Wednesday, May 25, 2016

A Physics Question for My Next Book "Mindscape"

I'm hard at work on the sequel to Excelsior, and I'm putting out a call to all of my readers with a strong background in science and physics. I'm actually looking for people I can consult with in the future as well, so you could say this is a kind of casting call for people who might like to help me with science-related inquiries and get published credit for their help.

Here's how it works. I have a hypothetical scenario for you, and you need to tell me what would happen. Also, please mention any credentials you have to back you up, e.g. a Masters Degree in Physics, or Studied Physics in University, etc.

The more impressive your credentials and the more accurate your description of what would happen, the higher I'm going to put you on my list of consultants. What's in it for you? Credit in the acknowledgements of this and future books. Oh, and that warm fuzzy feeling you'll get from helping me.

Here's the scenario:

Two missiles are up in space moving at 0.3C (C= the speed of light) with a mass of 10,000 kg each. One is aimed at Earth. Another one is aimed at the Moon. What will happen when each one hits? These missiles do not have energy shields or any other special protection--maybe some advanced heat shielding and alloys, but nothing too far from current technology.

I'll get you started with a note about the scale of the impact we're talking about--according to Einstein's equation for relativistic kinetic energy ( see this calculator here: https://www.vcalc.com/wiki/MichaelBartmess/Kinetic+Energy+(Relativistic)+take+out+units+so+it+works to make your life easier ), the missiles will each impart 54518643148869730000 joules of energy. Google the conversion from joules to megatons to give you a nice reference point and you'll further find that is equivalent to a blast rated at 13030 megatons. The biggest nuclear weapon ever detonated weighed in at around 50 megatons, and the global nuclear arsenal is estimated at 7000 megatons. The missiles don't have payloads, so don't worry about that (not like they need them!).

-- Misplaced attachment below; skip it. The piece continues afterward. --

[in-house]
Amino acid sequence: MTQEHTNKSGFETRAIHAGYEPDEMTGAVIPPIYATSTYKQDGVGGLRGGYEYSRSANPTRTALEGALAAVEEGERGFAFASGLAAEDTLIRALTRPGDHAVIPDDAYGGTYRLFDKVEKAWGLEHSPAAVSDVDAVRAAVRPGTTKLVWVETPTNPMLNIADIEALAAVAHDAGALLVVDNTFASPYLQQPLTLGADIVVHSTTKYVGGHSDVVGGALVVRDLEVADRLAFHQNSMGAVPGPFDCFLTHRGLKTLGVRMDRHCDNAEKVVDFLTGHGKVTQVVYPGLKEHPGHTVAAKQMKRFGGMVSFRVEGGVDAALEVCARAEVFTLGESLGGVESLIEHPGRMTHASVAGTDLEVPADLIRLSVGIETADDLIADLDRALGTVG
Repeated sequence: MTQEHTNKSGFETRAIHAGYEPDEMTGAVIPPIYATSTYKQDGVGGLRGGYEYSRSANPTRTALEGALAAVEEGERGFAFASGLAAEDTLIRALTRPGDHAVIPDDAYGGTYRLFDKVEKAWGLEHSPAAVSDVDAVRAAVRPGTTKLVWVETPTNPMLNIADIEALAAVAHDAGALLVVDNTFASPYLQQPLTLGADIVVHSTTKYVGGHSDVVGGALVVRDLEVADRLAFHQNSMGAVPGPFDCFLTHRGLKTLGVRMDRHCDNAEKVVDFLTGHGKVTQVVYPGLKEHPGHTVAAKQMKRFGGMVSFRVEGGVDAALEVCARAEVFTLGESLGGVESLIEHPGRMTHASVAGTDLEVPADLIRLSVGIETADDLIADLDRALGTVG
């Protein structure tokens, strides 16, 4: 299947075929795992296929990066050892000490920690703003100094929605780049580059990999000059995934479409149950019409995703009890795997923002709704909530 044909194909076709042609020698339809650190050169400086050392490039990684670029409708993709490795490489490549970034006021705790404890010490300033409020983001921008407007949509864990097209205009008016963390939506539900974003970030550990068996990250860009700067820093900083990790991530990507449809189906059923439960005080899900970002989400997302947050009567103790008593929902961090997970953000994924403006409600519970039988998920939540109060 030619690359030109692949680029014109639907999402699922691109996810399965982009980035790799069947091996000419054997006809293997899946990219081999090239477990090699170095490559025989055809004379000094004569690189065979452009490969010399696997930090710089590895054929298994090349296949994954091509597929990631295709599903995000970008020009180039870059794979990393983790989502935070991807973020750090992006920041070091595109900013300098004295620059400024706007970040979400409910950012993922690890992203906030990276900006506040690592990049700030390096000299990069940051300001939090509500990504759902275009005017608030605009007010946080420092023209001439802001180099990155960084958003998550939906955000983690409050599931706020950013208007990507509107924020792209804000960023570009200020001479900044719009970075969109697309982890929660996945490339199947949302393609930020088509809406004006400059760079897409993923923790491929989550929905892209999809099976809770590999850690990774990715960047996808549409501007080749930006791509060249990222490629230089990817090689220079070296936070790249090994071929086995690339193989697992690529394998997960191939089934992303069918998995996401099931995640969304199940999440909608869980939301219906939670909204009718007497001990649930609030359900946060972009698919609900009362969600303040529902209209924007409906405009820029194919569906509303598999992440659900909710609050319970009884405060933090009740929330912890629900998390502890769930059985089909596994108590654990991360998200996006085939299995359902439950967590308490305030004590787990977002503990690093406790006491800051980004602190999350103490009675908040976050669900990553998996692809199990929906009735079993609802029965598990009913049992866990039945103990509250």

I could tell you what I think will happen based on my research, but I don't want to feed you any ideas. Let's see who has the most accurate scenario and the best supporting arguments for it. The discussion should be very interesting! Go ahead and post your ideas in the comments below.

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